Ever since Altra made changes to my beloved Timp trail shoes, I’ve been shopping around a bit more. I still wear Timp 4s (finally settled on size 9), and they’re fine, but I figured this was a good opportunity to check out what else is out there, both inside and outside of Altra. The biggest issue for me is that zero drop really works well on my body, particularly my knees. I tried some Hoka’s last year and ended up having knee issues crop up and so I was back to look at zero drop options. I have another review in the hopper for some non-Altra zero drop shoes, but today is about a new shoe that Altra added to their line-up last year, the Outroad.
I came across the Outroad when visiting my local running store, and was intrigued by the idea of a cross-over shoe that was built for both road and moderate trail. Given that a lot of my training miles are on pavement or gravel roads, a more robust road style shoe could be interesting. I found a size that worked for me and brought them home. I’ve now got about 135 miles on them, in many varied conditions, so let’s get into the good and the bad.
What do I like about the Outroad?
Slipping into the Outroad is soft and cushioned. The upper (and particularly the heel cup) is highly padded and comfortable. I felt like I was sliding into a pair of slippers when I put them on, and gave me vibes of the original Altra Torin Plush. This padding helps the heel feel locked into place without feeling tight and constrictive. This gives the shoe a long-distance feel; something that you’ll pull off the shelf when you know you’re out there for 3+ hours.
The EGO midsole is similar to other Altra shoes, and so there were no surprises here. I like the midsole material, and it seems to be holding up as well as other Altra shoes I’ve owned. That is to say, it’s not what it was when I first got the shoe, but it’s not fallen completely flat. It gives a moderate level of responsiveness and cushion and doesn’t feel overly bogged down.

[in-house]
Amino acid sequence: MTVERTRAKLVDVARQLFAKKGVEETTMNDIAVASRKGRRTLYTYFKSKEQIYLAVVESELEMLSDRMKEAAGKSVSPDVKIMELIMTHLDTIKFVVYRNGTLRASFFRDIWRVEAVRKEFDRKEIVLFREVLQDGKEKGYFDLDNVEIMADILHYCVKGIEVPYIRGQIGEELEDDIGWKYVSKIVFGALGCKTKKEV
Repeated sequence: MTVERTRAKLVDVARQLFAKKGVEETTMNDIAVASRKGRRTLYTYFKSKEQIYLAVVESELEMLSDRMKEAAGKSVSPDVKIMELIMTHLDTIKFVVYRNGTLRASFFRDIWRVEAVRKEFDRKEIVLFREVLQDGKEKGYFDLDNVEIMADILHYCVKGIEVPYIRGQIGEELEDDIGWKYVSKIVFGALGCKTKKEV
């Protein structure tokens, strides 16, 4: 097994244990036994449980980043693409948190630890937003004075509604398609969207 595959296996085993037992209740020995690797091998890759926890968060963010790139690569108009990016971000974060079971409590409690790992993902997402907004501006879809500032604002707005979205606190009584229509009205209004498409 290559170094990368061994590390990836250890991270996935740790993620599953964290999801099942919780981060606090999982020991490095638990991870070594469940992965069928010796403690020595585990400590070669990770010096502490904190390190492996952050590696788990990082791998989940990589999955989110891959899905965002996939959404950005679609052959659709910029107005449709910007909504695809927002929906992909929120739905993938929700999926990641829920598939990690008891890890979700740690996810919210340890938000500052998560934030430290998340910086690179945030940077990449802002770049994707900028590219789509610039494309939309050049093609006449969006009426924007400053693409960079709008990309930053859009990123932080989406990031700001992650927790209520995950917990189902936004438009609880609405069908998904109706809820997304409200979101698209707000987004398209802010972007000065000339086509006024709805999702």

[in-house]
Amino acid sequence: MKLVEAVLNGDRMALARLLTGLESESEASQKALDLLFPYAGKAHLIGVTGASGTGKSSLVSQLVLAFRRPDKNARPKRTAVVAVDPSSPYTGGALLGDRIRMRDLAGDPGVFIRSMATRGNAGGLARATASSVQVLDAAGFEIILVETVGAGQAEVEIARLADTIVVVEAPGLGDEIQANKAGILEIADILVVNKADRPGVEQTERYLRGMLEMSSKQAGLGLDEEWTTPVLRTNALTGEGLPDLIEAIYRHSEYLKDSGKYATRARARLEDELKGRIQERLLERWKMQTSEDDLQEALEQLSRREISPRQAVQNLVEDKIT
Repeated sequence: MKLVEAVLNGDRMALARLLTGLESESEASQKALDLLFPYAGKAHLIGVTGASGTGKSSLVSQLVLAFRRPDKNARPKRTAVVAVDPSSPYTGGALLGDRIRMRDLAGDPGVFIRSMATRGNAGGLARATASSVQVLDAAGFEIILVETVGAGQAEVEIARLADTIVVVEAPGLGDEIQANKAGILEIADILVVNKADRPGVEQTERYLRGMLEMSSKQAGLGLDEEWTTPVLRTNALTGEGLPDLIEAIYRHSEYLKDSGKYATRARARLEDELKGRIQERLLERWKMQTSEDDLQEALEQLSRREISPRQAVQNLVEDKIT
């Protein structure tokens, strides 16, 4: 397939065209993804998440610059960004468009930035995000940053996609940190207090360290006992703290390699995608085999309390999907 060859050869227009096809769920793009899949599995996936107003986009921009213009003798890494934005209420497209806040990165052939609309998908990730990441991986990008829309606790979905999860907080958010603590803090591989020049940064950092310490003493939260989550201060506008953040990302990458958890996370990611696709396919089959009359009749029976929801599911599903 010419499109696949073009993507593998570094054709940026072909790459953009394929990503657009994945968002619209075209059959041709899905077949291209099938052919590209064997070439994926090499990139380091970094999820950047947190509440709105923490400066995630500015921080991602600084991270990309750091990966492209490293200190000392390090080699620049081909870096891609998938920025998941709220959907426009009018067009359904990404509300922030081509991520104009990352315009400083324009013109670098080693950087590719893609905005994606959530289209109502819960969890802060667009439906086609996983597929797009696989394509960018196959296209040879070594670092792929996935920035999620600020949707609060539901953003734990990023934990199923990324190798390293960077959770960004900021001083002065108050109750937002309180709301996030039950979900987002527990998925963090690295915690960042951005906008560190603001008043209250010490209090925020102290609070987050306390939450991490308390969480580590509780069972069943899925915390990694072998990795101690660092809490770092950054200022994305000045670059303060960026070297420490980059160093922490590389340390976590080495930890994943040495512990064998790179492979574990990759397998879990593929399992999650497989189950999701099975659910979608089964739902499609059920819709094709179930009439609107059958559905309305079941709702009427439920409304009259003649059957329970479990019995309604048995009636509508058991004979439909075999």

The outsole has been solid and performed as you’d expect for a hybrid shoe. On pavement I don’t feel any ‘stick’ or sluggishness from the bigger lugs, and on moderate trail I’m getting the performance that I wanted. In particular I’m finding this outsole to be really well tuned for gravel and grass. Things like horse trail or double track are where this shoe shines, and I’ve done a ton of comfortable miles at my local parks with this shoe.
The lugs do OK on wet surfaces like wood and dirt, however I’m not as confident on wet rocks. I don’t have a lot of good rocky trail near me to test on, but the couple times I hit a wet rock it went OK, but I wasn’t filled with confidence. Oh, and I’ve also managed some runs on packed snow trails and the grip has been perfectly fine for that.
The upper design is fine, with some fun colorways to choose from. So far it’s been holding up fine for me. Though, I’ve been seeing complaints that some people are having durability issues. Your experience may vary.
What makes me sad?
Right off the bat, I really wish this shoe used Altra’s Original or Standard foot shape. The new Slim fit is just not my jam, and it’s not why I buy Altra. Having a version of this shoe in a wider shape would help on longer efforts, since my feet tend to swell in ultras, and that could feel pretty constricting with this current design.
The overlays on the shoe are OK, nothing to write home about but they’re not what I would consider to be ugly. I do slightly worry that the shape of the overlays are putting undue stress on some parts of the fabric with repeated creases. This seems to be a general design issue with many new Altra shoes, so hopefully something that will get corrected if it turns into a problem.
Finally, my only other complaint is with how expensive shoes have gotten lately. The Outroad retails for $140, which for a pretty basic shoe feels high. Yet it seems that most new shoes have taken a big bump up in price in recent years. I try to get a solid 300 miles on my shoes before retiring them, but with costs going up I can see myself trying to push that farther and farther. I just hope that the Outroad lasts long enough to feel like I’ve gotten my money’s worth.
Overall I really like the Altra Outroad. It’s a great shoe for mixed terrain that feels as much at home on pavement as well as dirt. It’s not the shoe I’d chose for rough terrain like the Superior Hiking Trail, but it gets the job done on 90% of the trails that I find myself on each week. This upcoming year has me taking on a handful of gravel races, and I’d like to make the Outroad my go-to for those events, but time will tell if the slim shape will make it realistic for 50-100 mile efforts.